"This island revolves around food."
~~~quote from a stateside visitor
But was this always true? Is this penchant for throwing a party at the drop of a hat deeply rooted in Chamorro culture?
Our ancestors, before the Spaniards came, certainly did feast and, when they did, they served all that was available. But how fresh and healthy it all was!
Under the Spaniards, some things stayed the same; other things changed. Many older foods remained (fish, dågo, suni, lemmai, etc) but newer foods were introduced. Many of these new foods required more intense labor in either farming or raising (corn, cattle, pigs, etc). Conservation of these hard-won foods was now a value. Some of them now had a price tag on them (so many pesos a head for cattle, for example).
Real poverty became an issue. Even the early Spanish accounts speak of poorer and richer Chamorros before the Spaniards settled the Marianas, but the gap, I think, became sharper because there came about a greater variety of commodities to be had, or to lack. Land values also differed; land where corn could be grown had a higher value than land where it could not be grown.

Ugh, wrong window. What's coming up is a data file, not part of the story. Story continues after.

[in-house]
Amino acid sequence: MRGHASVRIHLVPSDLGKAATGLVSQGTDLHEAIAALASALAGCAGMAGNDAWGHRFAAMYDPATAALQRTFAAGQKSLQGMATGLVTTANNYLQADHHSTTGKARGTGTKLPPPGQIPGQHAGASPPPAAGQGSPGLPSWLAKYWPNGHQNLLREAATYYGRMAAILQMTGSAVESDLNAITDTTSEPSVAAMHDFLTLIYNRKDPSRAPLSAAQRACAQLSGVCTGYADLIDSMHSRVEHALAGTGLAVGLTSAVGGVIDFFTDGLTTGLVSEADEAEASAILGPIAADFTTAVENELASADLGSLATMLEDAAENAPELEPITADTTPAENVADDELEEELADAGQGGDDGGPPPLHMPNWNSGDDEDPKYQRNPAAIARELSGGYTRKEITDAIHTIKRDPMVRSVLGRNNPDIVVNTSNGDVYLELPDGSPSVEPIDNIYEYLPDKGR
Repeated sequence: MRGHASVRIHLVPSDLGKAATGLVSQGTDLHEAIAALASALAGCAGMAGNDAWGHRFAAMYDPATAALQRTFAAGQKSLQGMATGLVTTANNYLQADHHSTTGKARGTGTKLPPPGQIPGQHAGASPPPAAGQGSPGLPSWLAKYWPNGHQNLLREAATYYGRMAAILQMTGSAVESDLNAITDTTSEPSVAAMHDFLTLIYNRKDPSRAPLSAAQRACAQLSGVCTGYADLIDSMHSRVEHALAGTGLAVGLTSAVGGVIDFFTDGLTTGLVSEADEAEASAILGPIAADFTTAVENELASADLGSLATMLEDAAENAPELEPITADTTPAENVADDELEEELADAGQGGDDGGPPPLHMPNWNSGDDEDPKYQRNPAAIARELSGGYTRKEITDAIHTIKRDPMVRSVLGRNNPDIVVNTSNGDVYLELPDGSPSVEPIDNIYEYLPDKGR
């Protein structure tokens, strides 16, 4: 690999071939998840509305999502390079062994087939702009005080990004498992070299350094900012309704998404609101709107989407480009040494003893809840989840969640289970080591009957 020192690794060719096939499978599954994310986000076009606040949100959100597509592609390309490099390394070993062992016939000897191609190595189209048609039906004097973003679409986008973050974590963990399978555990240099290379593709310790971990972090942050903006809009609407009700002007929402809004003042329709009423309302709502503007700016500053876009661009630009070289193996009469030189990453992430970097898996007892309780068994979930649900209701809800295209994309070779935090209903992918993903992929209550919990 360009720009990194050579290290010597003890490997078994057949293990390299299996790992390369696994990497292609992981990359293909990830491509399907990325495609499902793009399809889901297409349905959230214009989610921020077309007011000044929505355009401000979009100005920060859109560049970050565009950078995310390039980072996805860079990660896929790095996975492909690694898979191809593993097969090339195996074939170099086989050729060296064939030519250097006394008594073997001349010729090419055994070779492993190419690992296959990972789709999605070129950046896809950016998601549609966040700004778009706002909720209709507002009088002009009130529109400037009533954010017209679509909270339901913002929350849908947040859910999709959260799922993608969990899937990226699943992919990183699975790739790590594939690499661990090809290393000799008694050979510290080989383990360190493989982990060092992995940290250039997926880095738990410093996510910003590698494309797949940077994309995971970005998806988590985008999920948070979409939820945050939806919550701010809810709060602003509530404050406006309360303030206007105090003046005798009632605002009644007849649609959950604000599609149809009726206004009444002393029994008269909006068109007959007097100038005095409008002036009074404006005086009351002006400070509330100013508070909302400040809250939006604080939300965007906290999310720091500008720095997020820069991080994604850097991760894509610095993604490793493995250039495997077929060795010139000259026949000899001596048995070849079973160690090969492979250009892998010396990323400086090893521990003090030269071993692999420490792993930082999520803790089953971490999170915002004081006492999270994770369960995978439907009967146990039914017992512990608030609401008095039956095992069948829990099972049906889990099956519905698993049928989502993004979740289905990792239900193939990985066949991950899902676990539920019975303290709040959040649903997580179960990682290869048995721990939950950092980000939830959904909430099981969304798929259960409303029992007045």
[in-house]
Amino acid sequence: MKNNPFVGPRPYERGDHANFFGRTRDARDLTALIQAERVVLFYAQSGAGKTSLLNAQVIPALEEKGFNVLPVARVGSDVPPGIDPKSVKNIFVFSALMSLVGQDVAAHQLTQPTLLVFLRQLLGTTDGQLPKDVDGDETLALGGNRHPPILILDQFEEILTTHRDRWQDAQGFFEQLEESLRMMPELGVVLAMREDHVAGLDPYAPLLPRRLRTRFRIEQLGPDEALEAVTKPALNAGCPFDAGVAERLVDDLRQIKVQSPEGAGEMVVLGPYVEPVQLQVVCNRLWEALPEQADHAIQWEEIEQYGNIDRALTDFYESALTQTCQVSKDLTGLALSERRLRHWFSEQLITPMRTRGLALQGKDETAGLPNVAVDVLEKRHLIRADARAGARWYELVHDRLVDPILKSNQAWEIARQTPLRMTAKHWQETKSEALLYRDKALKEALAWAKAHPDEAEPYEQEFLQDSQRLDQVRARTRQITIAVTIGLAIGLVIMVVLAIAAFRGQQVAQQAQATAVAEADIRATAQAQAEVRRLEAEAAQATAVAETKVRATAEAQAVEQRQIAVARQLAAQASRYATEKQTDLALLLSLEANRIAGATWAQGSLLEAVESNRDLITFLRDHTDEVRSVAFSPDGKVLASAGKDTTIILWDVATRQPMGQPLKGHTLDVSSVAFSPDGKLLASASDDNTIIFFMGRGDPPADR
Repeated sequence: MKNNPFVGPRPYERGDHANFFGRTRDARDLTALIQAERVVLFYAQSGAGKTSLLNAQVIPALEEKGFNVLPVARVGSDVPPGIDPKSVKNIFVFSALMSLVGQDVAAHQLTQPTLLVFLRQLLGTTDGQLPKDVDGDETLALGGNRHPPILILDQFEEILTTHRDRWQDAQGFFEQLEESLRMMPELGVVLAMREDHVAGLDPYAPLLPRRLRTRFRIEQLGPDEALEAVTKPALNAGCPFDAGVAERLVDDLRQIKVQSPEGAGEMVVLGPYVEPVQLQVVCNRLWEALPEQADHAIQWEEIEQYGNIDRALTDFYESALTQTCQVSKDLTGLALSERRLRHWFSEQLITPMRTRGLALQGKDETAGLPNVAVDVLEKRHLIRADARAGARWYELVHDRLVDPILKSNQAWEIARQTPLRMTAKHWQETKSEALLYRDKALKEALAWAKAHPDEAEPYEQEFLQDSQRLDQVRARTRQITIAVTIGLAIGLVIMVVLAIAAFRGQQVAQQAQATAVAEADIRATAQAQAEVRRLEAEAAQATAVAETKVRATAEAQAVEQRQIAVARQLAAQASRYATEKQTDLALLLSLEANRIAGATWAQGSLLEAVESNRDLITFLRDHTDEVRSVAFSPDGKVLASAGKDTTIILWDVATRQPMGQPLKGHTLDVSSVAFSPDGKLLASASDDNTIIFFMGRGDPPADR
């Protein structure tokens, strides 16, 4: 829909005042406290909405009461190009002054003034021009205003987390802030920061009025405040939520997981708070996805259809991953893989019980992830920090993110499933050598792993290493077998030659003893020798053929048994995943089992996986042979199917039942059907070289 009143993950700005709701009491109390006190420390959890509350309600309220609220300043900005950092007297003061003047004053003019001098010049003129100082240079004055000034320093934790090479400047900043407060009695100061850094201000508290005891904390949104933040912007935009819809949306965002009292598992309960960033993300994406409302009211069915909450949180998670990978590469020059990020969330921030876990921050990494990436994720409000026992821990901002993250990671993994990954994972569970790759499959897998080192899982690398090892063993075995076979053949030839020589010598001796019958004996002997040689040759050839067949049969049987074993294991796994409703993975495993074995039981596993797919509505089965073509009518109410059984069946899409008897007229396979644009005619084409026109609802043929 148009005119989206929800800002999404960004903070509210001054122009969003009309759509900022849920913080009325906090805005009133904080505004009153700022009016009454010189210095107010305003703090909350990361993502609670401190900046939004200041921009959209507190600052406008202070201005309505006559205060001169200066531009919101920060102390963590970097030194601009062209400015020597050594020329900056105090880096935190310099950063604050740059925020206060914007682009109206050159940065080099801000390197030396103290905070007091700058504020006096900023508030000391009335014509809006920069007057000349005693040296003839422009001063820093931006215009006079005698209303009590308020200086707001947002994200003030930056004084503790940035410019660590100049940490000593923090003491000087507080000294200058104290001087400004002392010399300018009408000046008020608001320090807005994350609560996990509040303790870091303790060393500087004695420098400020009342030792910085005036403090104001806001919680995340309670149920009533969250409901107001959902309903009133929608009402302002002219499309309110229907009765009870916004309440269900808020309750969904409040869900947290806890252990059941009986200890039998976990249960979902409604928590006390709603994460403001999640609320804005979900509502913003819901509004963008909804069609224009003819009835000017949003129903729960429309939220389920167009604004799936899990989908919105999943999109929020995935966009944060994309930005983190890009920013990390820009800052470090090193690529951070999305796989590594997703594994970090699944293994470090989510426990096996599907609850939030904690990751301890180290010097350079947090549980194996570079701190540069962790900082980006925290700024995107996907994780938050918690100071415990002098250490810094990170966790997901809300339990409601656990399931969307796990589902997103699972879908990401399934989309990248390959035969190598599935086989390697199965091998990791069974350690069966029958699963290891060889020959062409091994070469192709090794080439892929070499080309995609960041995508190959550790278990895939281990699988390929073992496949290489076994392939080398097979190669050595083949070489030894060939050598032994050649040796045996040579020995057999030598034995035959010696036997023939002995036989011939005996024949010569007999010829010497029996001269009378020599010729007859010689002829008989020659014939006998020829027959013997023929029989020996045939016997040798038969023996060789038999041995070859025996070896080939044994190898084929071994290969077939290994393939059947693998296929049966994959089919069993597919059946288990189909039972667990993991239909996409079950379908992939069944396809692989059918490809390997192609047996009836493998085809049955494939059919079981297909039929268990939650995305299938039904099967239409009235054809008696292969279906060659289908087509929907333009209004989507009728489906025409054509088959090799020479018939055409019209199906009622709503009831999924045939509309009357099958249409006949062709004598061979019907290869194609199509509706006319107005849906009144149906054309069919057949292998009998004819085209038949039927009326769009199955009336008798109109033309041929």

Whatever the socio-economic reasons for it, our mañaina before the war do not speak of Guam or Saipan as "Party Island."
Here's what one saina told me about times before the war :
"Åntes nai na tiempo håssan na guåha gupot. Solo an guåha umassagua. Manfandånggo. Lao ti pareho yan på'go na tiempo ni todon klåsen gupot guåha. Gi bautismo, tåya' gupot åntes. Tåya' "birthday." Tåya' åntes ma "bibirthday" gupot. Hokkok ha' ni humosme misa. Ennaogue' tiningo'-ho. An birthday-mo, hanao ha' humosme misa para i kumpleaños-mo. Gi åntes na tiempo sen popble."
"Before, rarely were there parties. Only when there's a wedding. People will have a fandango. But it wasn't the same as today where there are all kinds of parties. Before, at a baptism, there was no party. There were no birthday parties. When it was your birthday, they didn't have a party. All you did was go to Mass. That's what I know. When it's your birthday, go and hear Mass for your birthday. Before, times were very poor."
Even at the nine nights of rosaries for the dead, many man åmko' have told me that they never served meals at these rosaries, except on the last night. On all other nights, mamåon (betel nut and its accoutrements) was definitely passed around. Broas (sponge cake) might also be available, or some other very light fare.
A few years ago, the bishop of Saipan had to direct his people to stop serving food at the nightly rosaries, except at the end (finakpo'). He said it was getting out of hand; a lot of waste, a financial burden on the family, a feeling of competition among families. He even pointed out the harm much of the food does to our health.
As long as the stores sell food, I think frequent, big parties are here to stay. But it wasn't always that way.